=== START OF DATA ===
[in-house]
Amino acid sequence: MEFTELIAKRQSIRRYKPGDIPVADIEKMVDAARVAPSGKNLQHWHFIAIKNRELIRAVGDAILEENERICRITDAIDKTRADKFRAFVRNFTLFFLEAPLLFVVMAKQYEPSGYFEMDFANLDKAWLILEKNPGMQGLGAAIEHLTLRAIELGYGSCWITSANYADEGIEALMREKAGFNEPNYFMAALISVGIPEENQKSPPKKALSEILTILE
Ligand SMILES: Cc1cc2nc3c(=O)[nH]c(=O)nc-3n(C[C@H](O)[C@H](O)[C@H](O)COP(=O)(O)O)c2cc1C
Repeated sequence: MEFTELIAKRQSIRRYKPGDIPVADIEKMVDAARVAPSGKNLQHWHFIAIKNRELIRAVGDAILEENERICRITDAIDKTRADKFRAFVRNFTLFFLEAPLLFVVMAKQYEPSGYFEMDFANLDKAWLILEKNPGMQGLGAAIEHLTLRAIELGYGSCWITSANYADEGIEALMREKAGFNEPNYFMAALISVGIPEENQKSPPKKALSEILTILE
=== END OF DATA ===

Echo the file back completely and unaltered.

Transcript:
[in-house]
Amino acid sequence: MEFTELIAKRQSIRRYKPGDIPVADIEKMVDAARVAPSGKNLQHWHFIAIKNRELIRAVGDAILEENERICRITDAIDKTRADKFRAFVRNFTLFFLEAPLLFVVMAKQYEPSGYFEMDFANLDKAWLILEKNPGMQGLGAAIEHLTLRAIELGYGSCWITSANYADEGIEALMREKAGFNEPNYFMAALISVGIPEENQKSPPKKALSEILTILE
Ligand SMILES: Cc1cc2nc3c(=O)[nH]c(=O)nc-3n(C[C@H](O)[C@H](O)[C@H](O)COP(=O)(O)O)c2cc1C
Repeated sequence: MEFTELIAKRQSIRRYKPGDIPVADIEKMVDAARVAPSGKNLQHWHFIAIKNRELIRAVGDAILEENERICRITDAIDKTRADKFRAFVRNFTLFFLEAPLLFVVMAKQYEPSGYFEMDFANLDKAWLILEKNPGMQGLGAAIEHLTLRAIELGYGSCWITSANYADEGIEALMREKAGFNEPNYFMAALISVGIPEENQKSPPKKALSEILTILE